- Zeenat Ladak moved to Edmonton for graduate studies in 2017, where she took on multiple leadership roles in addition to her degree. She was Co-President for the Pediatric Graduate Students’ Association where she provided academic and social opportunities to fellow grad students. Zeenat is currently Co-Chair of a non-profit organization in Edmonton, Women in Science, Engineering and Research (WiSER) where she takes part in planning and executing events that provide individuals with an opportunity to establish or advance their career in STEM. She is also a member of the University of Alberta Graduate Students’ Association. Zeenat is passionate about advocacy and proactive planning and implementation of equity, diversity, and inclusion. Zeenat will be defending her MSc Thesis in Pediatric Neurology at the University of Alberta in December, and hopes to pursue a PhD in Developmental Psychology in the future.
- Evelyn Asiedu moved to Edmonton in 2013 following the completion of a Honors Bachelor of Science in Chemistry at Western University. While there, she served on the executive committee of the Black Students’ Association (2010-2012) and facilitated discussions about race, identity, politics, and the experience of Black people on campus. In recent years Evelyn has also pursued roles that promote diversity in science and was an executive member of the Edmonton chapter of WiSER (Women in Science Engineering and Research) between 2016-2018. She also served as administrator and event-planner for the local non-profit organization called What I Wish I Knew (WIWIK) which aims at discussing issues in the workplace and offering practical advice to young female professionals. In this role, she spearheaded the event “Championing Diversity and Challenging Unconscious Bias” which brought WiSER and WIWIK together (2018). In July 2020, Evelyn published an opinion piece in Maclean’s describing everyday racism as a Black Canadian academic. There, she states the absence of race-based data at universities renders the experiences of racialized students untenable and provides no incentive for change. Evelyn defended her PhD in Analytical Environmental Toxicology at the University of Alberta this October.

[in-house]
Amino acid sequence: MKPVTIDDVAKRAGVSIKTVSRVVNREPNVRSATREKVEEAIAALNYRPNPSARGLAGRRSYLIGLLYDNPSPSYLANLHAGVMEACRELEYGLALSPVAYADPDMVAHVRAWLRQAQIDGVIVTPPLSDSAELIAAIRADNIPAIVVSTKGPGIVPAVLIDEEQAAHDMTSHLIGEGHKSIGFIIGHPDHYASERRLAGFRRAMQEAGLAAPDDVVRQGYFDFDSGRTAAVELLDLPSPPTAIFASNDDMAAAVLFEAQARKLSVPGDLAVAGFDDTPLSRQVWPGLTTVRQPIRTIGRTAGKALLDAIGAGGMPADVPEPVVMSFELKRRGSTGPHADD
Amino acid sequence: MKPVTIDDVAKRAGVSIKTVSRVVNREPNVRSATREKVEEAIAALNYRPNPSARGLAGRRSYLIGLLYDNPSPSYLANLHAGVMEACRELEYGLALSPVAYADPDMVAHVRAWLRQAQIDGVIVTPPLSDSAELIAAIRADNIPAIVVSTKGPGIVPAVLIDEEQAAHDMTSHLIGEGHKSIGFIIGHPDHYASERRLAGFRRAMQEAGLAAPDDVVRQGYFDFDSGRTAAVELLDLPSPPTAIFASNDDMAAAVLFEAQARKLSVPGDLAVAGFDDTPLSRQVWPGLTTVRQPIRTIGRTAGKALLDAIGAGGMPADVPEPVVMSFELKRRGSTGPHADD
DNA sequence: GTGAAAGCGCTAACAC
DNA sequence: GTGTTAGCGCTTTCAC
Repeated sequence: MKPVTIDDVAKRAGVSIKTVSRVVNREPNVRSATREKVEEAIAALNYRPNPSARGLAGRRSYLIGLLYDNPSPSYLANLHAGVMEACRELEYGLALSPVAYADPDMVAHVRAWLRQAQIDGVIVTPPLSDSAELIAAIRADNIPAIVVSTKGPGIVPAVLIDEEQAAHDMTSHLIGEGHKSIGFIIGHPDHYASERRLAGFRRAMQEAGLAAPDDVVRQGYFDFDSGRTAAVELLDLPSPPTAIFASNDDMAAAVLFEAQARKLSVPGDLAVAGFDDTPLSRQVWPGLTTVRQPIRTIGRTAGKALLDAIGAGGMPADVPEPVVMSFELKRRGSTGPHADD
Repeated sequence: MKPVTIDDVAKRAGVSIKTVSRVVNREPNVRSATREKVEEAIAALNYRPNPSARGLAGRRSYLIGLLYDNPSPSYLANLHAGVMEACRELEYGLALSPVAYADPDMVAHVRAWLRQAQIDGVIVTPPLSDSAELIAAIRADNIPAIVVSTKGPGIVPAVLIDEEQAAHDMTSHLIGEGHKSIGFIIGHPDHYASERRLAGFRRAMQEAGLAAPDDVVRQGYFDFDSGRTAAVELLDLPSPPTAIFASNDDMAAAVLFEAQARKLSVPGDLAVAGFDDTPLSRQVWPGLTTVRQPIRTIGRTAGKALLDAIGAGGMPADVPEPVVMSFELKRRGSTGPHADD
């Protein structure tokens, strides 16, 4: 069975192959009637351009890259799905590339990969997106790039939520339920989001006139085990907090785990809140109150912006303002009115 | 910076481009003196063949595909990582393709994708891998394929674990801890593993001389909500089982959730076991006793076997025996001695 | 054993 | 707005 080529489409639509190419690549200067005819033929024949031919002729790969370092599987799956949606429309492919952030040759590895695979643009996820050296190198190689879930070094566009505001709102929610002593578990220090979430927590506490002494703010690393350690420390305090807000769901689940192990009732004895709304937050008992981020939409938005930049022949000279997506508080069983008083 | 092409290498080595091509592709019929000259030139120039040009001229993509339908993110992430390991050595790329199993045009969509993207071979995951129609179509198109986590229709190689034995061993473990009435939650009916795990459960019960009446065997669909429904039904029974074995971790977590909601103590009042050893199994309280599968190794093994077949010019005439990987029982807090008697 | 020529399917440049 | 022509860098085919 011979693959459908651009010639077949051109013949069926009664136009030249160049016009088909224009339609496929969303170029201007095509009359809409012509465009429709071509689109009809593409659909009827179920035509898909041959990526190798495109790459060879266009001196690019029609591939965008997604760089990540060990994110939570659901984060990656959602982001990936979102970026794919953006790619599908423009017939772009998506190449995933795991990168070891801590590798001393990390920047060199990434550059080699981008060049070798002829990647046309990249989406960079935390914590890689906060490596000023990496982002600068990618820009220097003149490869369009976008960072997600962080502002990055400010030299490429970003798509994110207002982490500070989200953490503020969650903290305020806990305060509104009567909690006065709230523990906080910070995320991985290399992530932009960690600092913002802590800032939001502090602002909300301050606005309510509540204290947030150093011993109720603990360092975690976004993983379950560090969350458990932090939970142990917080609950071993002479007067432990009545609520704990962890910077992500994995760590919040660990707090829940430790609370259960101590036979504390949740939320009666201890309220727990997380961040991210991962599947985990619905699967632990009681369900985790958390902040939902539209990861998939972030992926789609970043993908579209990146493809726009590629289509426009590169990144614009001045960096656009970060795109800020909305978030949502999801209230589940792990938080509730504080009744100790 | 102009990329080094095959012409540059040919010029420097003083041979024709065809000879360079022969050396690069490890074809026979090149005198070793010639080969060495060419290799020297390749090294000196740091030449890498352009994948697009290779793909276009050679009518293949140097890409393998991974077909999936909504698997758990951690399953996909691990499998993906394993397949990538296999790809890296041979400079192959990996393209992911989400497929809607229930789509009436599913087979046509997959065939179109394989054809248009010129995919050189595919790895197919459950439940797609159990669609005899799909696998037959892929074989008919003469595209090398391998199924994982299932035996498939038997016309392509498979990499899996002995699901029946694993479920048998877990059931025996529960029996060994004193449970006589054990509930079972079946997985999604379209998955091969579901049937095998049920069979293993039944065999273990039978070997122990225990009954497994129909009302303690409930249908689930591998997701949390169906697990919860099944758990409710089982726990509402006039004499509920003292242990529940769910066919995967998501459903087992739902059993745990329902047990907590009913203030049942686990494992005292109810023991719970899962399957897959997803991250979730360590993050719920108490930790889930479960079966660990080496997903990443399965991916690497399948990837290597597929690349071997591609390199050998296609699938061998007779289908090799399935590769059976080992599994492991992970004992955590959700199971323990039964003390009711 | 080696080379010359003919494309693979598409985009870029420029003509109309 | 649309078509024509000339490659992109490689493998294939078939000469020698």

Luam Araya completed an honours BSc in Biochemistry at the University of Alberta and is currently pursuing a master’s degree in Biochemistry at the University of Alberta as well. She completed her first year of studies at the University of Alberta’s francophone campus, Campus Saint-Jean (CSJ) and has held leadership roles within the CSJ community throughout her undergraduate degree. She has also served as an executive member of OUTreach, the university’s 2SLGBTQ+ student group, where conversations about 2SLGBTQ+ representation and inclusion often took centre stage. Along with pursuing her master’s degree, Luam currently serves as an executive on the Biochemistry Graduate Students’ Association and volunteers her time with the University of Alberta 2SLGBTQ+ support centre “The Landing” & with the Canadian Association of Colleges and University of Student Services (CACUSS) Internationalization of Student Affairs Community of Practice.
Karine Coen-Sanchez is a Ph.D. student in the Faculty of Social Sciences, Department of Sociology at the University of Ottawa. Karine is actively involved in the anti-racist movement, and her recent work involves administering a series of panel discussions for both racialized graduate students and faculty members. Committed to taking a collaborative leadership role, Karine has been working in conjunction with the Faculty of Social Sciences to develop an inclusivity statement to be included in all syllabi, and has encouraged the teaching of a critical history of Anthropology/Sociology. In November 2020, Karine published an op-ed article in University Affairs magazine, titled “I can’t breathe: feeling suffocated by the polite racism in Canada’s graduate schools,” which garnered national attention and was read by many.